The five left PwC due to increased frustration at the firm for having to turn down contracts. ‘The catalyst for the breakaway firm has been the increasing inability of Big Five firms to accept forensic accounting assignments due to conflicts of interest and price constraints,’ according to Forensic Accounting Ltd.
Professional services firms are increasingly watchful of the ensuing ramifications of conducting multiple services for a company in the wake of the intervention of the US Securities and Exchange Commission earlier this year driving Big Five firms to split audit and consultancy arms.
Andrew Mainz, chairman of Forensic Accounting and ex-PwC employee, said: ‘We are setting up a firm which can offer the same expertise as a Big Five firm without the conflict issues and at competitive rates.’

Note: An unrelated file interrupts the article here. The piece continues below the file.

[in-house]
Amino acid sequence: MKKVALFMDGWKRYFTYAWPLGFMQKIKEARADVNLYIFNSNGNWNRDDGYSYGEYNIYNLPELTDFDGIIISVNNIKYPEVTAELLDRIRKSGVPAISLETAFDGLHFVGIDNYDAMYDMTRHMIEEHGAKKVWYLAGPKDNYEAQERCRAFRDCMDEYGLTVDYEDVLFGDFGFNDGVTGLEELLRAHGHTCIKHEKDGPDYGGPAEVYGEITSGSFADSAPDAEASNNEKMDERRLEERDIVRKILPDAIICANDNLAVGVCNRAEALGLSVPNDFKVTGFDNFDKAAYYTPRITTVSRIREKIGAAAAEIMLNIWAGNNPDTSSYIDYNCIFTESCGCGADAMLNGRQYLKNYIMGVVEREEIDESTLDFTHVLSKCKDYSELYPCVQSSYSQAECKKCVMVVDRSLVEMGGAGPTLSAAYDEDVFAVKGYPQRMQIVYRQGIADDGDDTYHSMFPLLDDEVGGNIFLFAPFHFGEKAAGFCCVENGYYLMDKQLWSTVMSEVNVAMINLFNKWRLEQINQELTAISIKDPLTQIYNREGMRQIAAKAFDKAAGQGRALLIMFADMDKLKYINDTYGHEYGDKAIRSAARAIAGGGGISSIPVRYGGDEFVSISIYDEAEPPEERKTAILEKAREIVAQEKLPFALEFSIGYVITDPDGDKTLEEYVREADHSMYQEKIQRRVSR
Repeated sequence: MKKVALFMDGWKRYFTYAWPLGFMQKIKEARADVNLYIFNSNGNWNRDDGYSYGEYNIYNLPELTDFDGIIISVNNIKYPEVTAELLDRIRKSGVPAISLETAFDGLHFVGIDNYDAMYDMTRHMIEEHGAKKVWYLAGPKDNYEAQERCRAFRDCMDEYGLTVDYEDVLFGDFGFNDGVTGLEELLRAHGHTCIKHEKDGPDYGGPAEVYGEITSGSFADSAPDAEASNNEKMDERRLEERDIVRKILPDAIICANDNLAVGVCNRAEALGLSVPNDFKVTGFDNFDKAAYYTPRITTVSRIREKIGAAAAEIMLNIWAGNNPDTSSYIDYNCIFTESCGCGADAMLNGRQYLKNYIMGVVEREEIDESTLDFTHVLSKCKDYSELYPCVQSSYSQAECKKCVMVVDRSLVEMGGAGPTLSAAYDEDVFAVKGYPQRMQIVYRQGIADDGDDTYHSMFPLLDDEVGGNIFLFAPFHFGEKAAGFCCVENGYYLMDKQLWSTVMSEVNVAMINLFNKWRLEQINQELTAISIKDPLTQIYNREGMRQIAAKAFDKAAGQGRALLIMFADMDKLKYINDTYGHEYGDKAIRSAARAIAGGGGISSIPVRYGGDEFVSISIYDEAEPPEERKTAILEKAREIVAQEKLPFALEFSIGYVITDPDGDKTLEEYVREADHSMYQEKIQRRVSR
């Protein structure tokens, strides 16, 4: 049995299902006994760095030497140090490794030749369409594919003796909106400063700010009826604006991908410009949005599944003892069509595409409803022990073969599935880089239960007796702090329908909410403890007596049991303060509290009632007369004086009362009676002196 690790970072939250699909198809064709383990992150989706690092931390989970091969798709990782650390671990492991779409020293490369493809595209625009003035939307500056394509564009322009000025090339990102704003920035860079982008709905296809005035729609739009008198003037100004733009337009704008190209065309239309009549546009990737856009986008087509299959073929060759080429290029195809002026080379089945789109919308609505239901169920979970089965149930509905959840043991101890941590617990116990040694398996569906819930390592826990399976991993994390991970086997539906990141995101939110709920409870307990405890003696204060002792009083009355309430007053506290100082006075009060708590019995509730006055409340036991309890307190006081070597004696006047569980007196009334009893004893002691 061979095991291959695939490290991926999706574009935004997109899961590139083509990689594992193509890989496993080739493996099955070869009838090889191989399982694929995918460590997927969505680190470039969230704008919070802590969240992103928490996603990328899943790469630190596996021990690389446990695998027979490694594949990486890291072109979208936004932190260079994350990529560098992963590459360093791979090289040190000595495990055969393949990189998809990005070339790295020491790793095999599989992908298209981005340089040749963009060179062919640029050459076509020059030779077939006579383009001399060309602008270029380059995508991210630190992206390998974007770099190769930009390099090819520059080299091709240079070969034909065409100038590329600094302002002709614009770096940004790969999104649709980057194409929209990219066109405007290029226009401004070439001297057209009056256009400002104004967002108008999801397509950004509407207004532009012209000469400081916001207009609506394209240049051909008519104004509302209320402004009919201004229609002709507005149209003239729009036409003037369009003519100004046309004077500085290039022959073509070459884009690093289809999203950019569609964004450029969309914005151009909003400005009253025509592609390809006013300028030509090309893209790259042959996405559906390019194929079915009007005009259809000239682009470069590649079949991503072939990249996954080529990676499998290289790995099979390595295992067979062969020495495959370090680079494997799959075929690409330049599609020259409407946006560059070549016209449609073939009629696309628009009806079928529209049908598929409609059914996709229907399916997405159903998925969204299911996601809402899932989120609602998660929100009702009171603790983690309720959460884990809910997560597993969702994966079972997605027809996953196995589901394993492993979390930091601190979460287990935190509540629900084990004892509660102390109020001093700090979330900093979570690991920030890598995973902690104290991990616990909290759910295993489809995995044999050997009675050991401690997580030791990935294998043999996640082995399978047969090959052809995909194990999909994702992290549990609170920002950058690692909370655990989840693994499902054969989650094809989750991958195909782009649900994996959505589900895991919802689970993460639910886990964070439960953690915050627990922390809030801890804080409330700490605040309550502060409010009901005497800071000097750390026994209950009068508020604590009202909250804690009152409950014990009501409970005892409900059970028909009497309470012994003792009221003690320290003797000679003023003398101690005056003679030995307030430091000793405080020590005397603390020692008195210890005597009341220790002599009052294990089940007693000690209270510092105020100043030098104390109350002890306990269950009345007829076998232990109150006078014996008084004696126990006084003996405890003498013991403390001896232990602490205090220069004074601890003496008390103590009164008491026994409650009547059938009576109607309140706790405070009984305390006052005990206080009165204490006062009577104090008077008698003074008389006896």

A PwC spokeswoman said there were was room for both Big Five and small practices in the forensic accounting area. She added that PwC would continue to expand its forensic accounting practice, and wished the firm’s former employees every success in their new venture.
Nick Andrews, of KPMG’s forensic accounting department, said: ‘There may be cases where firms have to turn down work because of a conflict. Firms have very strict rules when taking on assignments so as to avoid the possibility of clashes. In a firm like [Forensic Accounting Ltd] it would not encounter such conflicts.’
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